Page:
The Mesothelioma Bill gained Royal Assent on 30 January 2014 and is now the Mesothelioma Act 2014.
Claimants diagnosed with the disease on or after 25 July 2012 and who have been unable to trace the relevant insurer or employer, will be able to claim payment at a level of 75% of average civil compensation. A last ditch attempt to increase the compensation cap to 80% was narrowly defeated in the Commons. John Woodcock MP and Matthew Stockwell of APIL were both critical of the Bill for not going far enough. Payments under the scheme will be funded by a 3% levy on active employers' liability insurers.
Ahead of the Bill gaining Royal Assent, DWF Head of Occupational Health Derek Adamson commented to the Insurance Post on 14 January 2014:
“Taking together both the scheme set up by the Mesothelioma Bill for claimants who cannot trace the relevant insurers of their employers, and the increased speed in the handling of claims from those who can, should amount to a worthwhile package of improvements for mesothelioma victims.”
Mesothelioma (Amendments) Bill
On 21 January 2014, Lord Alton introduced the Mesothelioma (Amendments) Bill to the Lords which proposes amendments to the Mesothelioma Bill (which is currently awaiting Royal Assent). The Bill seeks to raise funds to research the disease by way of a 1% levy upon insurers - view the Bill documents.
Asbestos (Recovery of Medical Costs) Bill (Wales)
This Bill allows the Welsh Government to recover the costs of NHS treatment from defendants who have compensated claimants for asbestos related diseases when such NHS costs have been incurred due to the same injury.
Counsel General for Wales Theodore Huckle QC has provided his reasoning for referring the bill to the Supreme Court (see December’s Insurance Brief). He contends that making a reference to the Supreme Court enables the Bill’s competence to be determined before a challenge is received from the insurance industry - Litigation Futures article.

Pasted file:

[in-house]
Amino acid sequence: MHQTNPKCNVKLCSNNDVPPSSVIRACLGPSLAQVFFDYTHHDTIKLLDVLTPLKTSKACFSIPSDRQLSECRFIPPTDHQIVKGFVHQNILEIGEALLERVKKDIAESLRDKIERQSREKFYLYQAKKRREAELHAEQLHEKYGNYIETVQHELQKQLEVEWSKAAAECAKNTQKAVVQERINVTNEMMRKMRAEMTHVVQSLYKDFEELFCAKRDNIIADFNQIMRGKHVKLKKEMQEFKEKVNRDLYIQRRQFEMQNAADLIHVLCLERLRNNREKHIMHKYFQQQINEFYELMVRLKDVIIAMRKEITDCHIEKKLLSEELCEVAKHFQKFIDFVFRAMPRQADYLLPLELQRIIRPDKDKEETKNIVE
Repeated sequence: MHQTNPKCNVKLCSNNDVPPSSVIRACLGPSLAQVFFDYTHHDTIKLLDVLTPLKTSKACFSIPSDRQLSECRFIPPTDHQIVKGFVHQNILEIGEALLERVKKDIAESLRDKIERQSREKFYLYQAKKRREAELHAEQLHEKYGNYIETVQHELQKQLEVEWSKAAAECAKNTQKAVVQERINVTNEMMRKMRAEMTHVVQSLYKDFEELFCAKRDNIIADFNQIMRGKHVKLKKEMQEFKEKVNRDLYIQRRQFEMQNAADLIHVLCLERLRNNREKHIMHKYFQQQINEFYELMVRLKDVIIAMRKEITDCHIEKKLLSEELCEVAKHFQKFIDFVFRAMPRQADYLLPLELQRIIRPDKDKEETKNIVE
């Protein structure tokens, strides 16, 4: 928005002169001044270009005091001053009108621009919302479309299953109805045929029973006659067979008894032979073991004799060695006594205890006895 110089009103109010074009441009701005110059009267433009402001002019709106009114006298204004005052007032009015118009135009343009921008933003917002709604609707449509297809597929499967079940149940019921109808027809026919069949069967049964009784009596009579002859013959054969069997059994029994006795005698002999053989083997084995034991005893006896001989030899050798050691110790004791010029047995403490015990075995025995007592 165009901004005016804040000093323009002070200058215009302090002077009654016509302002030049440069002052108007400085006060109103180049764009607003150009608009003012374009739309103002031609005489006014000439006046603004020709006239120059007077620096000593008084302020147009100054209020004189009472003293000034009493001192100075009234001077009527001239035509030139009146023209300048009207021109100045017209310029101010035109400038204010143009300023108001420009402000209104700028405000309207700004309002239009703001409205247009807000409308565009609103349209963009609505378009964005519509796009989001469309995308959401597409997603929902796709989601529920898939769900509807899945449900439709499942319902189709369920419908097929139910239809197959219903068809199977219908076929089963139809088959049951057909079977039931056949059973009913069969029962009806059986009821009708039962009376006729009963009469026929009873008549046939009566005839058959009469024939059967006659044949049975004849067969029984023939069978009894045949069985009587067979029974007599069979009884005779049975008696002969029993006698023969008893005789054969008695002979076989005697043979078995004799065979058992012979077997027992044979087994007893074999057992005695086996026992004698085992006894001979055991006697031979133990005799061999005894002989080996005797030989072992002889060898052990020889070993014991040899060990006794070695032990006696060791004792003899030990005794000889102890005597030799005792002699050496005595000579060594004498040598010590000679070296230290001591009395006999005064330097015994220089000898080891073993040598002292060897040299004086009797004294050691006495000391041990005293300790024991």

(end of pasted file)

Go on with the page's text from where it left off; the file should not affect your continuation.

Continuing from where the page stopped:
Opposition to forthcoming removal of LASPO funding exemptions
In December the government announced that the exemption to LASPO allowing the recovery of success fees and ATE premiums in mesothelioma cases will come to an end in July. In a Westminster Hall debate on 29 January 2014 those plans were criticised by Andy McDonald MP and others. Justice minister Shailesh Vara said there needed specific justification for the continued difference in treatment between mesothelioma cases and other personal injury cases but there had been little explanation of any particular feature of the mesothelioma claims process that would lead to a different or disproportionate effect on claimants’ access to justice. You can read the debate or a summary from Litigation Futures.
This information is intended as a general discussion surrounding the topics covered and is for guidance purposes only. It does not constitute legal advice and should not be regarded as a substitute for taking legal advice. DWF is not responsible for any activity undertaken based on this information.